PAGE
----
Thousands of Khmer Rouge civilians and soldiers, many of them weak from hunger and malaria, crossed into Thailand today in the largest exodus from Cambodia since June.

The refugees, whose numbers were estimated at 5,000 to 10,000, fled from a major Khmer Rouge stronghold at Phnom Malai, about 20 miles from the Thai border, after Vietnamese-backed troops of the Heng Samrin government shelled the border area.

The exodus of civilians and soldiers loyal to the ousted Pol Pot government coincided with warnings by refugee agencies that food shortages and expected resumption of fighting would force hundreds of thousands of Cambodians to flee the country.

Carrying blackened kettles, machetes, straw mats and small stocks or rice, the Khmers moved slowly, three abreast, along the border highway as astonished Thai villagers looked on.

Some small children had the spindly limbs and vacant stares of severe malnutrition. But disease, especially malaria, seemed to be the biggest problem for the group.

Adults and children were visibly feverish. Some could walk only with the help of friends.

"Can you get me some medicine?" one man asked. "I'm very cold."

A one-legged teen-ager hobbled along with the help of wooden crutches; a blind boy walked with one hand on the shoulder of another child.

A man, shivering with fever, collapsed under a tree as he reached the highway. A woman huddled beneath tall grass as she held a 15-day-old baby that seemed seriously ill.

Thai soldiers intercepted the ragged band as it wound its way through bushland and abandoned fields. The Khmers were directed to unused land about a half mile from the border where they sank to the ground with no shelter except some trees.

They would be allowed to stay only temporarily, Thai officers said. When they had regained their strength and fighting had subsided across the border, they would be sent back, according to the Thai officials.

The Thai government has indicated in the past; however, that third countries would be allowed to resettle newly arriving Cambodians -- if it was done without delay.

[In Washington, the Carter administration pledged an initial $7 million for an international relief effort to prevent starvation in Cambodia. It would include 10,000 tons of food commodities and $2 million in refugee relief funds.]

Last month, a senior Thai official said 60,000 Cambodians had gathered along the Thai border and could be expected to cross over. In following weeks tens of thousands more people appear to have moved west towards Thailand.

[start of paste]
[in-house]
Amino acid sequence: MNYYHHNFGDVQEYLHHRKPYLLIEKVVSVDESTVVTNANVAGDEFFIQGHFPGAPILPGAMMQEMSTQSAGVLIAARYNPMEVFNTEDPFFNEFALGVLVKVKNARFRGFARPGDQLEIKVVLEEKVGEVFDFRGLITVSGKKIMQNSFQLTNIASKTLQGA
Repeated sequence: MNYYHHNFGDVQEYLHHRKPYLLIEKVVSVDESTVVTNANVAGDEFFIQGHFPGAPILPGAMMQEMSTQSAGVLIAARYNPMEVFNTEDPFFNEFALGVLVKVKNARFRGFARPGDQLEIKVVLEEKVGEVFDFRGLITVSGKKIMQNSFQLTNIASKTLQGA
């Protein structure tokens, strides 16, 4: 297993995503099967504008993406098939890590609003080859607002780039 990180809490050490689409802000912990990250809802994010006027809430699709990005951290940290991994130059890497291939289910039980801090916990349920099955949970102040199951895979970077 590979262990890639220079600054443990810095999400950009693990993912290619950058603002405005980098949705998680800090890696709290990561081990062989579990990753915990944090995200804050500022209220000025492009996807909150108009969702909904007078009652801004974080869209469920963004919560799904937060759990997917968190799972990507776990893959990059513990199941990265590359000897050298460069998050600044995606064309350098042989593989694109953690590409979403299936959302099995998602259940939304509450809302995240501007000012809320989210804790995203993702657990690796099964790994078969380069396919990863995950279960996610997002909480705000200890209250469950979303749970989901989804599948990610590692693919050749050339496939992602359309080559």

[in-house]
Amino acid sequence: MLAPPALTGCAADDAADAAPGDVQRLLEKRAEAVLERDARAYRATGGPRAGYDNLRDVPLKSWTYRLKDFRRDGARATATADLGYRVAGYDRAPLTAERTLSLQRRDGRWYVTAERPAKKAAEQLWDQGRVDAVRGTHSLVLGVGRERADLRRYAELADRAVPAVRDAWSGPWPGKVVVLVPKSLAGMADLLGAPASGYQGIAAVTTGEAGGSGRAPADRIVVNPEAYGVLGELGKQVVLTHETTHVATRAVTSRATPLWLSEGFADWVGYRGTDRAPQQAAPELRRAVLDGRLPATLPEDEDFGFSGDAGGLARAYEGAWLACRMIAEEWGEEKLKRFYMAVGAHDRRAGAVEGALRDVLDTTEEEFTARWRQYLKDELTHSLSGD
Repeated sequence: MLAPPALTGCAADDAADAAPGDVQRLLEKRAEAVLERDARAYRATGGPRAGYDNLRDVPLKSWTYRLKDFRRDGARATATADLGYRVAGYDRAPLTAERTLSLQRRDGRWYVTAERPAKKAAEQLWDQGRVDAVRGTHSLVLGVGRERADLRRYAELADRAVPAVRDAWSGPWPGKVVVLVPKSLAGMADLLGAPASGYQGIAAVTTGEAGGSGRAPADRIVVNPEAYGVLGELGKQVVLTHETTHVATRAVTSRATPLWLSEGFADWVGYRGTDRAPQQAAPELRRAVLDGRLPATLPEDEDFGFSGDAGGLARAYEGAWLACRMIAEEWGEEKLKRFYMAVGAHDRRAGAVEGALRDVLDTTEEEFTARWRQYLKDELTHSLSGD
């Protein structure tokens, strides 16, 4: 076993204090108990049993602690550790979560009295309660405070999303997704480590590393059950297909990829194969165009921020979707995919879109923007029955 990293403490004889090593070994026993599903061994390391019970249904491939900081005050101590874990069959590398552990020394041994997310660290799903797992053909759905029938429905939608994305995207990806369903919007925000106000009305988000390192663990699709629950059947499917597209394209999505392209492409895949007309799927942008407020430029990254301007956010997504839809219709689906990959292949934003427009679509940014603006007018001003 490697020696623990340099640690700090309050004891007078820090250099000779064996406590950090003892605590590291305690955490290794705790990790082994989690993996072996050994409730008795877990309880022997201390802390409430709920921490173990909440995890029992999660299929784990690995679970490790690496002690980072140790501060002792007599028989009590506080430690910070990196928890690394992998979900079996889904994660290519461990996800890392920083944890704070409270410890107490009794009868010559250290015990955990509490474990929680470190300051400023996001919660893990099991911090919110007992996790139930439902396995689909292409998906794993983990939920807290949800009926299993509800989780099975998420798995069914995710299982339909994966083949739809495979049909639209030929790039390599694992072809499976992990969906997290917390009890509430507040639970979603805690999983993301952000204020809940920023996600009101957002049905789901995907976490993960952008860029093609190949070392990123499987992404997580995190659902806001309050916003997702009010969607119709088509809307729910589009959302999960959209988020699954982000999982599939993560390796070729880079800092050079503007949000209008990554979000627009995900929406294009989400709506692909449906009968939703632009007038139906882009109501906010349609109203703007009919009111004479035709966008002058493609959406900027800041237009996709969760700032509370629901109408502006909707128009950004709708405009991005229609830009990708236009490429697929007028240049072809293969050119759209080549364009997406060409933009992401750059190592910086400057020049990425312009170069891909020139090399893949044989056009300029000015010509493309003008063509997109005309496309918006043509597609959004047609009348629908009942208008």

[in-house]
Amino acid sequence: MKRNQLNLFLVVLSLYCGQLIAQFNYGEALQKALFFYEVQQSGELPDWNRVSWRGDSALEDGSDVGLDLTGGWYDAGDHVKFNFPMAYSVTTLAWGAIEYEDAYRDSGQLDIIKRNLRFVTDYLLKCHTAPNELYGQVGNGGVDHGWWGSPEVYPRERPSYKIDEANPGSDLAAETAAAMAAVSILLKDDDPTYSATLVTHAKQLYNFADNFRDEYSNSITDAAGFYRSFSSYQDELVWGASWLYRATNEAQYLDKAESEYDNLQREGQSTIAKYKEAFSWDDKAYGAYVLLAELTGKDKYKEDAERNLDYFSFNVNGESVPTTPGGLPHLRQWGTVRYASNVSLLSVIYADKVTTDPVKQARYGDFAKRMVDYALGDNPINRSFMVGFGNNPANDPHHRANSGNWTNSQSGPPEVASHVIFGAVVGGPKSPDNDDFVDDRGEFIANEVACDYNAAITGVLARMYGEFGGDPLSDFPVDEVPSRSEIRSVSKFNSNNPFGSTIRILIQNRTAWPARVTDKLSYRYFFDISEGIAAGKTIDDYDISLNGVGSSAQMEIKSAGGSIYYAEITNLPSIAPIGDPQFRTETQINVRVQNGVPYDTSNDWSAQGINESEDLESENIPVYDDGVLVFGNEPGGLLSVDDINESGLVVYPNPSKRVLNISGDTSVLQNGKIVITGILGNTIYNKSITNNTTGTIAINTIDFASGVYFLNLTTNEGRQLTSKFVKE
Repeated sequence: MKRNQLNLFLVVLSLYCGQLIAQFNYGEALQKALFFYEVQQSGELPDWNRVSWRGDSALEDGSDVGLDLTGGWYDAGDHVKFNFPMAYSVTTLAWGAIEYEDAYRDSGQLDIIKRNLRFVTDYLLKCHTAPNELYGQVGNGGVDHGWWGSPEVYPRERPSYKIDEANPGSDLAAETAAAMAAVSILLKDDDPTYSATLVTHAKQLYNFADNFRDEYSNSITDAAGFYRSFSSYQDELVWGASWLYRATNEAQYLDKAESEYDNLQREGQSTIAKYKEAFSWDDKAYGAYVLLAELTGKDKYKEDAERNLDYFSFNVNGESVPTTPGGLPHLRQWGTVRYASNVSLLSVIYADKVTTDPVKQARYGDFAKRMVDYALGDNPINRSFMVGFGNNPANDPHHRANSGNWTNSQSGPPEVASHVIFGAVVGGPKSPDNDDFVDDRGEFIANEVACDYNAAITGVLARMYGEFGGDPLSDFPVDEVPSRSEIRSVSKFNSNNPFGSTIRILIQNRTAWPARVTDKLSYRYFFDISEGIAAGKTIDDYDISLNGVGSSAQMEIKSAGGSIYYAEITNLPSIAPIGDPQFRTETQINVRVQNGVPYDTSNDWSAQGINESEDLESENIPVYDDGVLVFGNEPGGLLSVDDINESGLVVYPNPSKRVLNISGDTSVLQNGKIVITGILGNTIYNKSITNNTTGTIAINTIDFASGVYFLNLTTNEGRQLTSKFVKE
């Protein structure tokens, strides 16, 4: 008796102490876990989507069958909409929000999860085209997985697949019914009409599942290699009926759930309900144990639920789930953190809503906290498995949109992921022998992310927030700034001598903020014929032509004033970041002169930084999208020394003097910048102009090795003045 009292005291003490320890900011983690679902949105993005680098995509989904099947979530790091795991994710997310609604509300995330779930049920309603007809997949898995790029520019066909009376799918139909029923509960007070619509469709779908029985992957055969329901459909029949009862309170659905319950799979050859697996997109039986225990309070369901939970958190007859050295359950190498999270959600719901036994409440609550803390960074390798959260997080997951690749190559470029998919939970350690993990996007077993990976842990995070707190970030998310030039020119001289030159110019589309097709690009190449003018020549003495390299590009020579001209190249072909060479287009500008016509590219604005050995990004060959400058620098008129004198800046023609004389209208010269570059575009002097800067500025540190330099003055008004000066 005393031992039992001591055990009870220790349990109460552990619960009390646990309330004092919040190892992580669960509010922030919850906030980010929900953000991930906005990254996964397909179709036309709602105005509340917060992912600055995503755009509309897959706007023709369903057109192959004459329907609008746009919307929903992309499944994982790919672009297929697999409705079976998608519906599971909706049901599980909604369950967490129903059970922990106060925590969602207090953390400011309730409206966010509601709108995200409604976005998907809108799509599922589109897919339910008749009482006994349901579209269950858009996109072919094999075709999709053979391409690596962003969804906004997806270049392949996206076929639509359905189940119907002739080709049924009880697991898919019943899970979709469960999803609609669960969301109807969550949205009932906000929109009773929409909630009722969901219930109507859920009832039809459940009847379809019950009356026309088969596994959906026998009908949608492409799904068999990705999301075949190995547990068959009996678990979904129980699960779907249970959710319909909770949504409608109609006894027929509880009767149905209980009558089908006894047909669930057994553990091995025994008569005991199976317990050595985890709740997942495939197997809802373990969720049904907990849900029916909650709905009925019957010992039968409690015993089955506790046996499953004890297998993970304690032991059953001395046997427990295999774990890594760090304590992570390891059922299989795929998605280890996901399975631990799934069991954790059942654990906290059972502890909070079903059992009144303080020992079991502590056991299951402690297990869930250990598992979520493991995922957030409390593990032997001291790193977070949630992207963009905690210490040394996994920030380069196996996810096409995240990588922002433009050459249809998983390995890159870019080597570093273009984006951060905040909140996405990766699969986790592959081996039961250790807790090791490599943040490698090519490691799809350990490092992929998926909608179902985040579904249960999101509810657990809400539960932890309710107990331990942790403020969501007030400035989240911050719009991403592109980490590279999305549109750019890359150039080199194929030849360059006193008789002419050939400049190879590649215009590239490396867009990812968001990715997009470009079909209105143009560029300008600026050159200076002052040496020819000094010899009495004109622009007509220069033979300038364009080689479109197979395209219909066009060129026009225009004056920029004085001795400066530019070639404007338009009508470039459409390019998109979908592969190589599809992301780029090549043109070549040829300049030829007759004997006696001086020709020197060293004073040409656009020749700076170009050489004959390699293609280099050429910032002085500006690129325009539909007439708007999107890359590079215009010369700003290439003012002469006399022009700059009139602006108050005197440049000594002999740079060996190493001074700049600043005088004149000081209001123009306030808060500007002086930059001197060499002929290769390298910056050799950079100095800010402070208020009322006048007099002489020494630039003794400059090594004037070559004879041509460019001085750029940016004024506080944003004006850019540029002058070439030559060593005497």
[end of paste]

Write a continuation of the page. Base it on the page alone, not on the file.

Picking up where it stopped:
Additional pressures will be created if Vietnamese troops launch an expected major offensive to mop up remnants of the Khmer Rouge Army, driven from Phnom Penh in January. Diplomats estimate 170,000 Vietnamese troops are in Cambodia backing the Heng Samrin government.

Foreigh relief agencies have sent food supplies into Phnom Malai -- located about 20 miles from the Thai border town of Aranyaprathet -- and other places where people have gathered.

Squatting beneath a tree, Prak Sem, a middle-aged man whom the refugees identified as their leader, said that attacks by Vietnamese troops prompted the evacuation. Those who entered Thailand desperately needed food and medical aid, he said. More people would leave Cambodia from a point further south, he said. He claimed that none of the refugees were soliders but that, nonetheless, everyone would return to Cambodia as soon as possible to help drive out the vietnamese.

Nevertheless, a Thai solider rounding up the refugees said a number of Khmer Rouge soldiers had entered and an AK47 automatic rifle was confiscated by Thai troops, apparently from a man accompanying I-rak Sem. One 50-year-old man said that many of the young men among the refugees were soldiers who had hidden their weapons in the jungle.

The best-fed people in the group appear to be young men of military age, an indication that in Khmer Rouge camps soliders are given priority for the limited food stocks.

The man said he and his family arrived at the Phnom Malae stronghold, a series of thatch hut settlements, two months ago.

Food was short and disease rampant, he said. "We had no drugs for injections or pills. People died every day -- 10 in a single night." Four days ago his wife succumbed to fever, he added.

The Khmer Rouge kept many civilians in the camp against their will. No one was allowed out until this morning when "the organization," as the Khmer Rouge is called, ordered everyone to cross the stream that marks the border. The order came after a barrage of shells from Heng Samrin troops.

Those too sick to move were left behind, the man said. Some Khmer Rouge soldiers also strayed.

It remains unclear why a single shelling provoked such an exodus. A Thai officer said the Khmer Rouge control a strip of land 18 miles deep at Phnom Malai.

But recently they encountered a Heng Samrin patrol deep in their territory. The shelling, the first in Phnom Malai in many months, may have caused fear that a ground attack was coming.

The Thai military plans to bring food and water to the refugees Thursday. Officials from the U.S. Embassy and the United Nations have also arrived at the scene to survey the people's needs.